Wow it’s been a while since my last blog post. When I last posted I was a week away from finishing my university final year exams, probably bored stiff of film and Greek revision so baked a cake to remain sane. So much has happened since then; I finished said exams, moved out, got my final degree classification and completely graduated from university (gown an’ all). So now that’s all done with I thought it was time to get back on the baking sharing thing. It’s not that I haven’t baked anything since my last post in May – BELIEVE ME there have been cookies and cakes baking in my oven since then- but I just had no energy to write about them after. But now I’m back on the baking blog writing wagon. For now.
So what better way to get back on track than with a brownie recipe that actually works.
Now, I think I can confidently say ‘I can bake’. But I have to say the humble brownie has always been something that I’ve not been that good at baking; you could say it is my Achilles heel in my baking arsenal. I have simply never been able to achieve that crunchy topped, chewy but not gooey brownie. Instead I have always achieved this very under-baked style brownie which is fine around the edges but a half-baked gooey nightmare in the middle. Don’t get me wrong I’m a huge fan of under-baking, for example in the loyal cookie (who wants a crunchy cookie over that dreamy chewy number we all know and love?), however in this case I would say my brownies have always been TOO under-baked. So you can imagine when I found the following recipe I was sceptical. Firstly the title of the book in which I found the recipe sounds dodgy: ‘Perfect Cakes Every Time’ along with the byline: ‘…guaranteed to succeed!’
I mean those are some bold statements right? When I saw this in the shop I just had to put it to the test. Once home I was flicking through the unillustrated pages of classic recipes when I stumbled across a recipe for ‘Rich Fudge Brownies’. I thought ‘hmm that’s always something I’ve fallen short of the mark of…so let’s put this failsafe status to the test!’
And I’m happy to say that I have now used this recipe three times and it has worked every.single.time!! Woop I am no longer a brownie baker failure!
Now the concept of this book really is very good. Apparently a newly-wed Victoria Combe baked a horrendous cake for her in-laws and, in despair, wrote a plea to readers of the Daily Telegraph for recipes that she could not mess up. Subsequently readers of said newspaper sent in their cherished and fool-proof recipes to help her out and of course her baking improved. THEN she put all of these recipes together into the book which I now hold in my hands ‘Perfect Cakes Every Time’. So even though this is a big statement I think we can all have a little faith that these recipes…well they clearly know what they’re talking about!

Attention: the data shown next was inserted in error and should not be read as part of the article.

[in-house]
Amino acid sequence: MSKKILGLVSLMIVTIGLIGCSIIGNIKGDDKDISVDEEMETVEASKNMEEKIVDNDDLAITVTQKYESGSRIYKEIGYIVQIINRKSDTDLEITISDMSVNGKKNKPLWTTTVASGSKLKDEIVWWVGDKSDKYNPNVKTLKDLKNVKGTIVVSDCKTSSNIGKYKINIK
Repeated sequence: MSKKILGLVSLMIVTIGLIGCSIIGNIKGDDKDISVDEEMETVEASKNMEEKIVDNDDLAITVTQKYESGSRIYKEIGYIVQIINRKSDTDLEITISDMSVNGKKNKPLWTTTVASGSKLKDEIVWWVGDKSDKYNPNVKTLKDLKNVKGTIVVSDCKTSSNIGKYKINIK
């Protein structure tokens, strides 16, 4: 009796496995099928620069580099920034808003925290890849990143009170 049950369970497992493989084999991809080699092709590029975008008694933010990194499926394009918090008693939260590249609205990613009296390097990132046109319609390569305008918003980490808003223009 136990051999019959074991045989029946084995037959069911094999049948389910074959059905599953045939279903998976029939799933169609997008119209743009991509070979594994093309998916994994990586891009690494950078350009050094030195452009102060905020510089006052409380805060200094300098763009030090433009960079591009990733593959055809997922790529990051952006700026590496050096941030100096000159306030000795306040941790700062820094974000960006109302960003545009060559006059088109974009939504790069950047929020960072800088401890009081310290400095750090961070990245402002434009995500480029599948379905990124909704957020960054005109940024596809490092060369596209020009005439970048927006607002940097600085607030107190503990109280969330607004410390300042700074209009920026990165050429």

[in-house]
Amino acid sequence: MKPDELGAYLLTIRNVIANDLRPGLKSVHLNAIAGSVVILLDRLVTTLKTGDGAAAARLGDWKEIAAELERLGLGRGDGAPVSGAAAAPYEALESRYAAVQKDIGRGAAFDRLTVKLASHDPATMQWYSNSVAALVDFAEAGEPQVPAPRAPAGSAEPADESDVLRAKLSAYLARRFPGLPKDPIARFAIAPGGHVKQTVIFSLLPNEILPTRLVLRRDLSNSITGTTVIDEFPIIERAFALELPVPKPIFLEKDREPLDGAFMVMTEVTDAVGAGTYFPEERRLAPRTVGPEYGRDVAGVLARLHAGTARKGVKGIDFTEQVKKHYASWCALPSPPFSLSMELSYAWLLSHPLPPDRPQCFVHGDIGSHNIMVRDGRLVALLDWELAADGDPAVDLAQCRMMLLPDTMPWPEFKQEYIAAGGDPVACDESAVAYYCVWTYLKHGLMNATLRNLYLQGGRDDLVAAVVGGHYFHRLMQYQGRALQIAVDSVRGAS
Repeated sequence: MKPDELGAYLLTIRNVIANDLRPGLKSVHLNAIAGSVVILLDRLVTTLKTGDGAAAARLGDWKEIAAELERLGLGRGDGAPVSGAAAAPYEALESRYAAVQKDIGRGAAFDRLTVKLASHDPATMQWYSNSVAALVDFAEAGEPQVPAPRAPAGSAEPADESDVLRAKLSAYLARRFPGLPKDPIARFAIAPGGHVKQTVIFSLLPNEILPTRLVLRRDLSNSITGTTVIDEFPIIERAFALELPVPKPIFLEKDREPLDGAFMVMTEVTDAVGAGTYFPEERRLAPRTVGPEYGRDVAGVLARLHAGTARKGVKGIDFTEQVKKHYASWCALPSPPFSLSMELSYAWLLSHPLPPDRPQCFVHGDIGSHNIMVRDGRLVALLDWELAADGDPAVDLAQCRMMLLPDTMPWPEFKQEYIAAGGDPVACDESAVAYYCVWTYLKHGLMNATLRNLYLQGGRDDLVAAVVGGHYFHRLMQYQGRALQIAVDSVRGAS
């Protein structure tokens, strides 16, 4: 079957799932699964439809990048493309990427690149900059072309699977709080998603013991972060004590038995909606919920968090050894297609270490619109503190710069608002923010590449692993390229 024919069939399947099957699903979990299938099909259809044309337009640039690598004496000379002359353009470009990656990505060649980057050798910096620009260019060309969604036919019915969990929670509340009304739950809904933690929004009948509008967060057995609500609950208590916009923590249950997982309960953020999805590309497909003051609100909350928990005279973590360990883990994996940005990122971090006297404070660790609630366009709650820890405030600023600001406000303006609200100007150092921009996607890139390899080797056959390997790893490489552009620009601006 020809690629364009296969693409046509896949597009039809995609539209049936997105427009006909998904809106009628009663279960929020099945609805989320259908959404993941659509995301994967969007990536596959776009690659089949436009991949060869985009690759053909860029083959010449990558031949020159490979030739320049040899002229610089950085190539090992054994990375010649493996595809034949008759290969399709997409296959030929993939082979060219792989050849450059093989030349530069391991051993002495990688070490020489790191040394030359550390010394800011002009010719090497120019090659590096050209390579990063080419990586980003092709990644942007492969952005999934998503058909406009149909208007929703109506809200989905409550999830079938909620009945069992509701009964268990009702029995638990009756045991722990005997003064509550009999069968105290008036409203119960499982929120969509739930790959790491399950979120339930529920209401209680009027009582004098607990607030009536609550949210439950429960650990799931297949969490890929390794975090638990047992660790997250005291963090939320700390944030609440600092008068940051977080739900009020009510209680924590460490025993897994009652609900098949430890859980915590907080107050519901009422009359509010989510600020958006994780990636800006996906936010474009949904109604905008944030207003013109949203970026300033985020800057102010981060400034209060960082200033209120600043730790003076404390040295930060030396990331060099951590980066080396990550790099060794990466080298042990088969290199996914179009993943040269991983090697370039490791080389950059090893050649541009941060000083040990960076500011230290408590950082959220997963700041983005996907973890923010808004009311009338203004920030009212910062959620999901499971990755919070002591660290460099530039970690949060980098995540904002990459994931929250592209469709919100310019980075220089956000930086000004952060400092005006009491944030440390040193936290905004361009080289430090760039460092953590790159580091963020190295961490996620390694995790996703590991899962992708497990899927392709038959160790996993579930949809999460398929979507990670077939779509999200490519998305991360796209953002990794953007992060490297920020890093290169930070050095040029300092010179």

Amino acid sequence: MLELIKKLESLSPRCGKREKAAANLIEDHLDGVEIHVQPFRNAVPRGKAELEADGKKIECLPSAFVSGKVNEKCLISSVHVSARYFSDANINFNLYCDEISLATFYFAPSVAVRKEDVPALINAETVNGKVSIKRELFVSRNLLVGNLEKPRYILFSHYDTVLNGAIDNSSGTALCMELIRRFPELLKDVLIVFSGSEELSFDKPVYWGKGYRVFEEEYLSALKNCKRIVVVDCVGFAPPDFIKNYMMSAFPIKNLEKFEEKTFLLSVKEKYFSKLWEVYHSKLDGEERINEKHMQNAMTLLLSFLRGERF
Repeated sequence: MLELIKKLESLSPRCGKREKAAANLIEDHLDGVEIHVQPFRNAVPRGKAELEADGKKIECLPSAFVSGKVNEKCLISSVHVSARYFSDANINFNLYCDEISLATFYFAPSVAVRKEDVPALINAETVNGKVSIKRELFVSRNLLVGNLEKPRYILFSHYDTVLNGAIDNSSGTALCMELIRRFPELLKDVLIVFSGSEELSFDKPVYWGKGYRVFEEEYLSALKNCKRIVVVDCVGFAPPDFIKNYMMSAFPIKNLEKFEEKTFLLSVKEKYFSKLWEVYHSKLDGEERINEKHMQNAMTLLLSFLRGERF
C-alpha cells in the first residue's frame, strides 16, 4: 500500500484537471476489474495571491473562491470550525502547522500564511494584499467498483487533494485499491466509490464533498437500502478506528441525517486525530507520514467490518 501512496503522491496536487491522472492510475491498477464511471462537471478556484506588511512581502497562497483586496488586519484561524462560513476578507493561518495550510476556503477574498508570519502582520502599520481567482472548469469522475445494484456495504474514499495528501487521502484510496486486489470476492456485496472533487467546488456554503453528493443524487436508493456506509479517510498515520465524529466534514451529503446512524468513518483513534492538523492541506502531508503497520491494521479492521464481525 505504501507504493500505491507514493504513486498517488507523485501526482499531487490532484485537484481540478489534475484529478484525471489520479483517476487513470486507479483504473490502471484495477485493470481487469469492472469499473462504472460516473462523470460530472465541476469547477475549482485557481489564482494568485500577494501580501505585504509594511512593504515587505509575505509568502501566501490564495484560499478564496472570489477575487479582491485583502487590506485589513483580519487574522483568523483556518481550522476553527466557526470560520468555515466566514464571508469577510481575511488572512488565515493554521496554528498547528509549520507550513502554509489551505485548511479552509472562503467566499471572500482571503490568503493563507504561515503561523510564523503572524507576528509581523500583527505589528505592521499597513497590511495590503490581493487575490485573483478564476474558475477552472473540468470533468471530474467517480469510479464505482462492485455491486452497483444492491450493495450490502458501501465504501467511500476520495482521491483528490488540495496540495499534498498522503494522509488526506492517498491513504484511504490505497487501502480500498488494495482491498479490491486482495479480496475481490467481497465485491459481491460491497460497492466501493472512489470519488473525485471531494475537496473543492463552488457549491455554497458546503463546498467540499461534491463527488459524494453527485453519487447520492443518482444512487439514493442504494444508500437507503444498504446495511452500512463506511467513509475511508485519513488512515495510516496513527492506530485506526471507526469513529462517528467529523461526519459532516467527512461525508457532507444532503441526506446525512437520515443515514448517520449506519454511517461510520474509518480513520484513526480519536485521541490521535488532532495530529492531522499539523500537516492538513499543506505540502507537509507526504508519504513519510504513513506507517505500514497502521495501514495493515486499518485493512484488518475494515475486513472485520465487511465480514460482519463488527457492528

Now I have to say a big thanks to ‘Karin Smith from Reading, Berkshire’, who sent this recipe into this charity baking mission. It truly is fab. The only thing I tweaked was the sugar. Firstly I tried the recipe straight with the caster sugar it suggests, and they came out well if a little lighter in colour to what I’m used to. So the next time I used light brown muscovado sugar to add more density in colour and flavour and I haven’t looked back since. I find muscovado sugar always adds to the chewy element of baled goods too, hence why it is used in the likes of cookies and other chewy nuggets of joy. As well as this I’ve messed about with adding choc chips too and I find doubling the ingredients is always a better idea. THIS TIME however I dipped some of my brownie cubes in chocolate and hundreds and thousands to channel that well-loved chocolate drop sweet ‘Jazzies’; I call these beauties ‘Brazzies’. I did leave half of them naked though because my Mum was disgusted I had the audacity to pimp a brownie. Let’s just say we have agreed to disagree.
So here’s the recipe from this book (in doubled format):
200g / 8 oz plain chocolate
100g / 4 oz unsalted butter
300g / 12 oz light brown muscovado sugar
1-2 teaspoons vanilla extact
150g / 6 oz self-raising flour
· 100g / 4 oz chopped walnuts/ chocolate chips (optional)
· For ‘Brazzies’: 100g / 4 oz melted chocolate and a bowl of hundreds and thousands.
1) Preheat oven to 180°C / Gas Mark 4. Grease and line a 9x9”/22x22cm square baking tin.
2) Melt the chocolate in a heatproof bowl over a pan of simmering water. Once melted add in the cutter bit by bit and stir to combine to a smooth chocolatey silky bowl of joy.
3) Whisk the eggs, sugar and vanilla extract together until pale. Pour in the chocolate mixture and whisk to combine.
4) Sieve in the flour and use a metal spoon to fold everything lightly together. Now stir in any nuts or chocolate chips you desire. Pour into the tin, leveling off with a spatula. Bake for 30-40 minutes. The brownie is baked when the surface is crispy and cracking, pulling away from the sides a little and not wobbly when shaken slightly. Allow to cool in the tin until cold before cutting up.
5) For ‘Brazzies’: Melt chocolate as above and pour hundreds and thousands into a bowl. Dip the bottom of each brownie cube into the melted chocolate and then into the sprinkles. Leave to set, dipped side up.